1992 was the year Bill Clinton ran for President and I graduated High School.
I tell incredulous teenagers now about not having an iPhone or Snapchat and they just stare at me, blinking slowly. I can remember card catalogs at libraries, mimeographed homework, using pay phones when you were ready to get picked up at the mall. I actually do remember playing all day with my friends outside and riding my bike a few miles to school, sans protective head gear. I'm not exaggerating any of that.
Yet here I am at 41 years old: texting at stoplights, on-line shopping, oversharing on Facebook, and listening to library books that I download from an app.
My graduating class should be studied in a lab for our adaptability and endurance.
But my generation seems to be undefined. Broadly, we are part of Generation X. Specifically, those of us born in 1972-1976 went to high school together and that is still how I identify people around my age: Would you have been a Senior when I was in 9th grade? Or were you in 9th grade when I was Senior? Ether way we wouldn't have had much in common back then and probably don't now.
----Friends premiered in 1994. They were all definitely in college when I was in High School but remain relatable archetypes of twentysomething transitions even today.
Sex and the City ran from 1998--2004. I was 24--30 in that time period. Those women were at least ten years older than me. They would have had their first jobs out of college when I was just starting High School. Although I didn't exactly relate to their thirtysomething lifestyles I watched the show like a manual for how to be a woman.
I had neither the bank account, shoes, nor dating pool that they inhabited but it was the first time I had seen sex and relationships spoken about in an honest way and I tried my best to emulate them.
Girls premiered in 2012 when I was 37. Another brilliant show depicting young women in their twenties, living in the same area of Brooklyn I once did, making the same tragic choices I had. Yet, I was well past that by 37.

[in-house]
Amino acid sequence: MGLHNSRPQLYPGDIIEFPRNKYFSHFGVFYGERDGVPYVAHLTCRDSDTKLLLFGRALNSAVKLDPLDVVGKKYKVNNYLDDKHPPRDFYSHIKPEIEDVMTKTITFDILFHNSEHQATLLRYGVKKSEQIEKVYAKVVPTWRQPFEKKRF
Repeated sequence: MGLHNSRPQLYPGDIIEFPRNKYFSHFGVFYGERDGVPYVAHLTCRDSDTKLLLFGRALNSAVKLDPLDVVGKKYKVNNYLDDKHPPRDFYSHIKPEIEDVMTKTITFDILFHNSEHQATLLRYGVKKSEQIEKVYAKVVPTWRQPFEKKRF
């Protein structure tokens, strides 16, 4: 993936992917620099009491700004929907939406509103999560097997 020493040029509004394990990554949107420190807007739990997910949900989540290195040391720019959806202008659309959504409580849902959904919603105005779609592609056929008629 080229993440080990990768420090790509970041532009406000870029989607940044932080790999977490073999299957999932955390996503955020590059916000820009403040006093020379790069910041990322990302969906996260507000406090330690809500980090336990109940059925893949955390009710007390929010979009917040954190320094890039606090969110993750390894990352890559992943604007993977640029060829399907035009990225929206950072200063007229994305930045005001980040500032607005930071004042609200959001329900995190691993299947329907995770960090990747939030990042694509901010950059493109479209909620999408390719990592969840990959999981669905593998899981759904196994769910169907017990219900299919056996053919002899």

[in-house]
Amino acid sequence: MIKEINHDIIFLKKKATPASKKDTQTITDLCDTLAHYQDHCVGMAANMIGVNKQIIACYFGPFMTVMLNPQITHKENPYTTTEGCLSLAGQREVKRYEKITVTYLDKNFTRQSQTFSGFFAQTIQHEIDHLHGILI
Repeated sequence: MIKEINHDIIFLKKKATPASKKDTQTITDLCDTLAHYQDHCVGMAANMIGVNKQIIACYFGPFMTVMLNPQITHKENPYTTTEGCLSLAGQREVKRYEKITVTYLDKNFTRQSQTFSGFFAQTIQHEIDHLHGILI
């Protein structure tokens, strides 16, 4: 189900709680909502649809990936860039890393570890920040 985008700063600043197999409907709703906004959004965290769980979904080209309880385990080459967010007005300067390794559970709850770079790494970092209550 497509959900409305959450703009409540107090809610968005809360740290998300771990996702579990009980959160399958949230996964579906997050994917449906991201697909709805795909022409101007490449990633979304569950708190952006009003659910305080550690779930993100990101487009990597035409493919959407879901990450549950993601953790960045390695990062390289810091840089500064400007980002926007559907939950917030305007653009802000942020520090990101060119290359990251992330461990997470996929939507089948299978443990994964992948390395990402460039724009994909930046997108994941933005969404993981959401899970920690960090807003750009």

Married, in a transitioning career, and contemplating motherhood. Much more in-line with Carrie or Charlotte, than Hannah or Marnie, but really just sort of somewhere in between them. A generation unrepresented by HBO. In the 7 years between those two shows I felt more connected to a flawed man from the 1960's, a Chemistry Teacher turned Drug Lord, and black youth from Baltimore.
----I've only got a handful of friends from high school left. We all live in different cities so our relationships exist for the most part on Facebook. Our 20th High School Reunion (four years ago) was just skipped over, no one bothered to hold one or I didn't get the Evite.
The High School President of our class was probably too busy producing multiple Broadway Plays and gifted children to arrange it. I think the Vice President of our year is now the Artistic Director at Alvin Ailey, or works for AT&T. I can't verify either, but we went to the High School of the Arts so many of us have "made it" and many of us have made something else entirely of our adulthood.
Either way, we're all apparently too busy to meet up in a hotel ballroom.
The Class of 1992 is 40-42 years old now. We're at that apex, where wine and people reach the crest of our lived experiences. We are "middle aged" by standard definition. We owe it to ourselves and all the seventies neglect, eighties excess and nineties plaid that we lived through to be heard from.
If the child prodigy who used to accompany me on Memory is only now getting his second Tony Award, I think a relevant TV show is still within reach.